As a tennis player, I had always saved the old balls, and used them to play with my Lab, Beaumont. We never had a problem, but, as a Lab, Beaumont has a very soft mouth. He was started on live birds as a 5-wk old puppy by his breeder, and learned to carefully balance the amount of pressure he exerts when retrieving: strong enough to avoid losing/dropping the bird, but gentle enough to avoid crushing it. I would add some grouse scent, etc. to the surface of tennis balls that I’d sail out into the field, and he loved tracking them down. All I had to do was stand there, hitting the balls, while he wore himself out.
So, I was very surprised to hear that tennis balls could be dangerous, and I have been very careful about finding all the stray balls and preventing Dutch from accessing them, even though I didn’t know why. There is something about them he loves, and if I leave my tennis bag on the floor even briefly when I return home, he dives into it searching for balls. I didn’t know why they were dangerous, but I wasn’t about to take any chances. So, when I read the information below, I understood much more about this problem, and wanted to share it with you:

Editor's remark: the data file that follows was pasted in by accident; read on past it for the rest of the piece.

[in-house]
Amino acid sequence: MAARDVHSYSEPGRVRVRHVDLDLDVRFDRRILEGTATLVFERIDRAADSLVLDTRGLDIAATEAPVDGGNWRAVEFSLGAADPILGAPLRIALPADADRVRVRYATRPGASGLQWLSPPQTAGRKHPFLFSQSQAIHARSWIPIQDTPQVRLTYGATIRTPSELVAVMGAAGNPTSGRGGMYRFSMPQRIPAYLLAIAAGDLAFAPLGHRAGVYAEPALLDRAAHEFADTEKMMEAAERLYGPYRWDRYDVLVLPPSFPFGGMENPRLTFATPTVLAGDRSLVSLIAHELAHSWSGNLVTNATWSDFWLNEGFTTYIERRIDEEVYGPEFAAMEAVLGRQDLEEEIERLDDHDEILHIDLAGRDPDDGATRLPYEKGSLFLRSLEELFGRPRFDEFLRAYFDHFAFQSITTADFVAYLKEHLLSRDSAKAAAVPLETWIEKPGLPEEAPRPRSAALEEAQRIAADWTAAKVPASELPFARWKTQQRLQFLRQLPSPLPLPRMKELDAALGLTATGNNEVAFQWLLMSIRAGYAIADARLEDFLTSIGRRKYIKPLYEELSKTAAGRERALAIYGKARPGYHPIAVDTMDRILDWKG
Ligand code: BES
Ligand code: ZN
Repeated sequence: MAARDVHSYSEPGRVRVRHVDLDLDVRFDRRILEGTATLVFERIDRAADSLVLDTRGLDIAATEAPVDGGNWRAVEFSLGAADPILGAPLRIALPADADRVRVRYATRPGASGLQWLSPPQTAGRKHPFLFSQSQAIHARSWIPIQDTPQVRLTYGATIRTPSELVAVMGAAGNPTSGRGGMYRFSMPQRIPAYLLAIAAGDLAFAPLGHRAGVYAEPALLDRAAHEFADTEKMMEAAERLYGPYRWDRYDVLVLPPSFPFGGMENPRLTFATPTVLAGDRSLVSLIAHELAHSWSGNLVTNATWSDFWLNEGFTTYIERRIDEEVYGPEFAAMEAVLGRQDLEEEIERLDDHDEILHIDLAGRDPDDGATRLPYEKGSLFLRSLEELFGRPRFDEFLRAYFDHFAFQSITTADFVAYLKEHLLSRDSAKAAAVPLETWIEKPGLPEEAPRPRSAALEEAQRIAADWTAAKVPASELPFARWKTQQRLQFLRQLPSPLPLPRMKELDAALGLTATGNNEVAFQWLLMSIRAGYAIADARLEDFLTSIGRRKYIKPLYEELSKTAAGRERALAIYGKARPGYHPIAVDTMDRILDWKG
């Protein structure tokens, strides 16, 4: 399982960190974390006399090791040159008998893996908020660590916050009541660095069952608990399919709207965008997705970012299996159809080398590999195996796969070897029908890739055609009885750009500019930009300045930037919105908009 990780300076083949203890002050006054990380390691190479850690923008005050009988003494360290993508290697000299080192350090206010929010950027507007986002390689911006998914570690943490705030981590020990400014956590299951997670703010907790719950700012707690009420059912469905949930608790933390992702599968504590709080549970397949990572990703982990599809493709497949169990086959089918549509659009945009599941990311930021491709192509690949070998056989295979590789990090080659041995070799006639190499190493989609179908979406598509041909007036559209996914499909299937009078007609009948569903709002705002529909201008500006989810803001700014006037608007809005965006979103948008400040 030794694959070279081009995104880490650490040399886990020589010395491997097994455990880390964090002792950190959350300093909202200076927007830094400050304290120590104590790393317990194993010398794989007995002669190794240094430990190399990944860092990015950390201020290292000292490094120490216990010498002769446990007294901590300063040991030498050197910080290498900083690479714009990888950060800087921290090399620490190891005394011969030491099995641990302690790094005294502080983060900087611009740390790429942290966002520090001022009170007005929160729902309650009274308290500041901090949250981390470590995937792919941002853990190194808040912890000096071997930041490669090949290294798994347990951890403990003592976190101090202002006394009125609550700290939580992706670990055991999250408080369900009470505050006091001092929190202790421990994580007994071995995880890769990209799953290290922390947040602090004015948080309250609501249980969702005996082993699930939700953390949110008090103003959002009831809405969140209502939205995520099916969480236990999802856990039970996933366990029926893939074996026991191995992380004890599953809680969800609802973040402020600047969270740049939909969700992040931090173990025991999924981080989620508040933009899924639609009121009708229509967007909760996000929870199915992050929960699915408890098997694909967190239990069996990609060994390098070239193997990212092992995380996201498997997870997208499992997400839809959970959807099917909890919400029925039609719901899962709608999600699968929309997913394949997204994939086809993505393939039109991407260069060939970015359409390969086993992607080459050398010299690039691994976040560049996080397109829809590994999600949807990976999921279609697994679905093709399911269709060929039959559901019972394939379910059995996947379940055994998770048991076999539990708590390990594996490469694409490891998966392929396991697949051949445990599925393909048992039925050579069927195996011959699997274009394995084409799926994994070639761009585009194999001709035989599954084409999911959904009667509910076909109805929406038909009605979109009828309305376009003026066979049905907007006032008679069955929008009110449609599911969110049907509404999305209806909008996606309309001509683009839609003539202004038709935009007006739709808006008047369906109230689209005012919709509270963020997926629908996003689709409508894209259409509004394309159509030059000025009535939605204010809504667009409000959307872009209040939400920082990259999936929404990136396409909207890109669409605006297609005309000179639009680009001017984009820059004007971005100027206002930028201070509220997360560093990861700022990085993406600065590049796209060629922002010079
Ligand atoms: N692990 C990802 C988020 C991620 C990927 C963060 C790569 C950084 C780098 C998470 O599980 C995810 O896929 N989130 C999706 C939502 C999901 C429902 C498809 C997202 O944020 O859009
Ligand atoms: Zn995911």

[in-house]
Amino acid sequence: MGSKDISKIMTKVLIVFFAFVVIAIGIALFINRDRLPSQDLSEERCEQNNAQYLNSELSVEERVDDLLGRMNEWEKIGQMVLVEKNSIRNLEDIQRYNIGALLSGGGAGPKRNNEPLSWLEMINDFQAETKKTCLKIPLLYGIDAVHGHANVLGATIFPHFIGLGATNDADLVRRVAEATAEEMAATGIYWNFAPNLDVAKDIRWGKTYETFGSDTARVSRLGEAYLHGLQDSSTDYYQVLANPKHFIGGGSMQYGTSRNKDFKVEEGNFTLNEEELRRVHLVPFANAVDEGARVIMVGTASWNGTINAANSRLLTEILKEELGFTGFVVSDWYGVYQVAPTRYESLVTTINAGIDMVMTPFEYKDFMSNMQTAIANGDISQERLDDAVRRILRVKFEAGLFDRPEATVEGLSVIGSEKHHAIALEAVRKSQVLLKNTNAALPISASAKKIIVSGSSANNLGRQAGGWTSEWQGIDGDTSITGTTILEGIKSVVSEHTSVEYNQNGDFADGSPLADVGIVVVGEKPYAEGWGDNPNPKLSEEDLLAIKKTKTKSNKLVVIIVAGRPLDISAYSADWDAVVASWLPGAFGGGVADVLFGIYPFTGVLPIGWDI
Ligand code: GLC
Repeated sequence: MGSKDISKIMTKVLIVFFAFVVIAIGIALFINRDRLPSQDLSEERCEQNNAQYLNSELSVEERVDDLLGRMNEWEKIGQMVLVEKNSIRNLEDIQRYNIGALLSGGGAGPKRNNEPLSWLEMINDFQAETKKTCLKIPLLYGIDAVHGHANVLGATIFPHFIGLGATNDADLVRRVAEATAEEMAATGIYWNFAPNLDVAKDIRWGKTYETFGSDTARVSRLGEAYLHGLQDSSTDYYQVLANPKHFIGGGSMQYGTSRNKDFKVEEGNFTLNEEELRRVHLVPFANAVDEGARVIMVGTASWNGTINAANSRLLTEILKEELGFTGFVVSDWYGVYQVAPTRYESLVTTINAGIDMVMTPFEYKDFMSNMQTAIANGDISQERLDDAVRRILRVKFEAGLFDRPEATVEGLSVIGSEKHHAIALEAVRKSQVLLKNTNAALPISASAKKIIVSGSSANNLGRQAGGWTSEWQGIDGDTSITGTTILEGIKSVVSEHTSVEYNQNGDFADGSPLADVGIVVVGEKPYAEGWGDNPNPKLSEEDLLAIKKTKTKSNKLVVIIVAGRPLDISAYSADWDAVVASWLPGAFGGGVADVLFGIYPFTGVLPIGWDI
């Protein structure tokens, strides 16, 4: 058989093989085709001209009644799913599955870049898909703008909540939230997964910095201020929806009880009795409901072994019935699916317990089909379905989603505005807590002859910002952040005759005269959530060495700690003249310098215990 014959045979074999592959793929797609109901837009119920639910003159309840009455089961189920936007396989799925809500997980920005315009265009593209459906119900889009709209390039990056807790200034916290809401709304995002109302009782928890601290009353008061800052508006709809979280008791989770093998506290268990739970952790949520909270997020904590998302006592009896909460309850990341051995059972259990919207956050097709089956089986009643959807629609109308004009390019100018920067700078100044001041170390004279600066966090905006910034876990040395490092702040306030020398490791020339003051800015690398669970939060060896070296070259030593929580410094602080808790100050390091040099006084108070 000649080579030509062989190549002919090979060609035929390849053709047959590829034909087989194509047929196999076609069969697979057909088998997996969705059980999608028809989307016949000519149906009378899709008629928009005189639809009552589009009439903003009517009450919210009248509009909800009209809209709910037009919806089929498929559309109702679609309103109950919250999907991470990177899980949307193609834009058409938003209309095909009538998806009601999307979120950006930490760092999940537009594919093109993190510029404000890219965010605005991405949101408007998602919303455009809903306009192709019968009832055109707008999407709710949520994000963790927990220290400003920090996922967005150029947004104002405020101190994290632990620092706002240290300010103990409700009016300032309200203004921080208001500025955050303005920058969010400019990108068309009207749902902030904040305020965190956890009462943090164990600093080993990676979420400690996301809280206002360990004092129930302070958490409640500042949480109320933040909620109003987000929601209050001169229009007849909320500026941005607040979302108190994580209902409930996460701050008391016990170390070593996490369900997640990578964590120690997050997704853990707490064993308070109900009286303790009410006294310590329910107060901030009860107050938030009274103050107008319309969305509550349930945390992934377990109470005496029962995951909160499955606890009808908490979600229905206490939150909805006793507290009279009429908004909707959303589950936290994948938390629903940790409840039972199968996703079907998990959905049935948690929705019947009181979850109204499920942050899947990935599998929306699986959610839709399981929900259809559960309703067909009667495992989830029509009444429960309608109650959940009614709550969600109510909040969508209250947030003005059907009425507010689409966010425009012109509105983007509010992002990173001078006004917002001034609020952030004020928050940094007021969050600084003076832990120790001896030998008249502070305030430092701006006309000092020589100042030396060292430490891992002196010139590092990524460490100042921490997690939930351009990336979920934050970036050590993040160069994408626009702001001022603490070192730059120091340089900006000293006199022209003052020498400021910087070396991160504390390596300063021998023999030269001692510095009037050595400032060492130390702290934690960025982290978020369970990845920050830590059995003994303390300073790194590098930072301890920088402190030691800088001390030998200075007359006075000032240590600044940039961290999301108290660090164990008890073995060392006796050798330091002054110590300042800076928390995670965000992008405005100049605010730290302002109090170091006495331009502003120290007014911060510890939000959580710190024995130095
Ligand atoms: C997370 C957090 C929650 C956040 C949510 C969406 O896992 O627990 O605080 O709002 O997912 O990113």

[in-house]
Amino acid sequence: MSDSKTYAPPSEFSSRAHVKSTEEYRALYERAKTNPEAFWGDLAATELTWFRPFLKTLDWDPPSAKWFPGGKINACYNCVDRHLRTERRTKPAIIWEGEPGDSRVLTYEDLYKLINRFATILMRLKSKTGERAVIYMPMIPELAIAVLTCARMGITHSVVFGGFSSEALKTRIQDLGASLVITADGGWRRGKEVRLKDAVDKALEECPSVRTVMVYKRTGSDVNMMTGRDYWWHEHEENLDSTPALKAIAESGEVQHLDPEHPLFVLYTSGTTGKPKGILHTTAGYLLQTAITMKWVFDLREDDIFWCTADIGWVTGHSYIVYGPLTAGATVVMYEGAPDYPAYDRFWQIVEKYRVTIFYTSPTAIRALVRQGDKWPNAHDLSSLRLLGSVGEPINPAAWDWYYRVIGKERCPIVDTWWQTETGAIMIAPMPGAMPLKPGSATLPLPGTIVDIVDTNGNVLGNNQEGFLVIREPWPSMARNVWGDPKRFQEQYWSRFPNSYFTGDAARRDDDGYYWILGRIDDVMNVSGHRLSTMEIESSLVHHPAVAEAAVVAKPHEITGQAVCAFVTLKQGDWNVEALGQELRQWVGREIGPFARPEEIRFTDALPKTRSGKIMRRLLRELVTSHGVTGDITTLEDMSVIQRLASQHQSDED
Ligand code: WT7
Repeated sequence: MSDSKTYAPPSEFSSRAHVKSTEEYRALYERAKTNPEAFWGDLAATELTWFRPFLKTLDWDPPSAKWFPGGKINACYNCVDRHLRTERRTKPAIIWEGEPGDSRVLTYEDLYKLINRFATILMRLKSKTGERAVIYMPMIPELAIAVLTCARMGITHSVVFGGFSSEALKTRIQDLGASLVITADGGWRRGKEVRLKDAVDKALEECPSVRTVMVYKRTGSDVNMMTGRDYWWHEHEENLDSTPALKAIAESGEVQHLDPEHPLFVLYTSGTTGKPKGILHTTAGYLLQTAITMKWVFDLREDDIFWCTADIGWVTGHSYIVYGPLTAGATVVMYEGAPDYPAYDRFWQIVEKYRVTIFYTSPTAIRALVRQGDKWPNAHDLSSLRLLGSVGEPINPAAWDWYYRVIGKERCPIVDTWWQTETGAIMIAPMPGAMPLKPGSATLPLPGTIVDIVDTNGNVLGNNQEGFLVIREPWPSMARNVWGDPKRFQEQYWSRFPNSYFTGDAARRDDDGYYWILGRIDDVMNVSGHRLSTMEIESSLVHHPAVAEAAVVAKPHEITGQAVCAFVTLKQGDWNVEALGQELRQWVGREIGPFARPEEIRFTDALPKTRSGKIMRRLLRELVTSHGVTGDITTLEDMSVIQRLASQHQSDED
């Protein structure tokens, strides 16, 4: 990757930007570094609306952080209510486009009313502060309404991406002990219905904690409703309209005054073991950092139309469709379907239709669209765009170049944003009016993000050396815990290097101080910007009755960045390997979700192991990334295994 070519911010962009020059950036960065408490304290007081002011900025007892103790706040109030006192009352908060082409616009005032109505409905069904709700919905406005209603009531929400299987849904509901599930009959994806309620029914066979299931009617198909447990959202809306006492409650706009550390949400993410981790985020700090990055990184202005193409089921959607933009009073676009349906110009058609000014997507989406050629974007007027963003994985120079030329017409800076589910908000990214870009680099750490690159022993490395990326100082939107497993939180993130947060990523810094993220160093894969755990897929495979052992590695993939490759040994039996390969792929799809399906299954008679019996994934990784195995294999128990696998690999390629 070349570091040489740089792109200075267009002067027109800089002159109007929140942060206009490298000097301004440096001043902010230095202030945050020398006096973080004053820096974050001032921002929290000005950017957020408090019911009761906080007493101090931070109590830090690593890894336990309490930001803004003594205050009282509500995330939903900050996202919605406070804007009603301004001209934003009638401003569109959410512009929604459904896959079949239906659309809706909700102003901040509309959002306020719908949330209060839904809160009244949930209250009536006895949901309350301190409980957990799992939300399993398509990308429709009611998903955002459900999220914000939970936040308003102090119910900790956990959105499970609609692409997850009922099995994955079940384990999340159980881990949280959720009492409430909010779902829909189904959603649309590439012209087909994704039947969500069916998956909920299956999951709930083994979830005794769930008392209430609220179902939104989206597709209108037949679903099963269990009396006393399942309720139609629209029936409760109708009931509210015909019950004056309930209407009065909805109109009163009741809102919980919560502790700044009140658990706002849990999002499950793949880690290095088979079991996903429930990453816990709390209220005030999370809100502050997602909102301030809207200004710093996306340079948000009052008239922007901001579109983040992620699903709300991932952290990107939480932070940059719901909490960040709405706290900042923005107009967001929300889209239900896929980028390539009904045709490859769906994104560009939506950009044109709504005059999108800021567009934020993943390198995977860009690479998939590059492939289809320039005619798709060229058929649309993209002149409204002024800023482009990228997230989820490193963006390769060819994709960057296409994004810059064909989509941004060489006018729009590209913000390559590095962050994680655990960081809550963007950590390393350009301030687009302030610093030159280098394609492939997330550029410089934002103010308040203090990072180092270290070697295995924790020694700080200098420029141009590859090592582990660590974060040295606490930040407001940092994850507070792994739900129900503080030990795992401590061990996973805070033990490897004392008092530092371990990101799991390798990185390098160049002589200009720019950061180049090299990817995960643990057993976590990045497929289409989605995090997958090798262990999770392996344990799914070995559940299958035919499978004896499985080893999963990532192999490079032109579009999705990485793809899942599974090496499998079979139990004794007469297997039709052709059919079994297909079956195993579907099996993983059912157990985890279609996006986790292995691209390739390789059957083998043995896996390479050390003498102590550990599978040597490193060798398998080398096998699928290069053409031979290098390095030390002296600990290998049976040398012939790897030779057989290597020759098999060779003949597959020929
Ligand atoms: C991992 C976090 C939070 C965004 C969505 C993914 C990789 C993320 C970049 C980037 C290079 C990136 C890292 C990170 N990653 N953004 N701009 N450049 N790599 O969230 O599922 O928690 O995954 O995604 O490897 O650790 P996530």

A large, strong dog with a powerful jaw can split a tennis ball in a matter of minutes if not seconds! And those halves can be swallowed quiet effortlessly. Even a whole tennis ball can be easily swallowed by large or giant dogs!
Always make sure that the toys you are training with are large enough and safe for your dog! Play comes with excitement and excitement sometimes comes with some abnormal chewing and sometimes grabbing and possessive behaviors. Make sure that your dog does not choke when he runs around celebrating with his newly won toy!
The fuzz or felt from the regular tennis ball can also be ripped off and swallowed and like swallowing the whole ball, this can be a danger. The fuzz does not break down in your dog’s stomach or in his intestines and if he swallows enough or any other foreign body it can get stuck in his stomach.
Stomach and bowel obstruction surgery is not only painful for your dog it is also expensive and potentially deadly!
And, last but certainly not least, is the fact that the glue used to glue the felt to these balls can break down the enamel on your dog’s teeth.
You can imagine how acidic glue must be, and some dogs chew and chew and chew and chew on a tennis ball, this makes the glue wet and then with the motion of the chewing the abrasiveness of the felt damages your dog’s teeth.
Even when your dog releases his ball, the glue remains on your dog’s teeth slowly and steadily breaking down the enamel!
There are sooo many reasons not to use regular tennis balls!
Instead find an adequately sized rubber ball!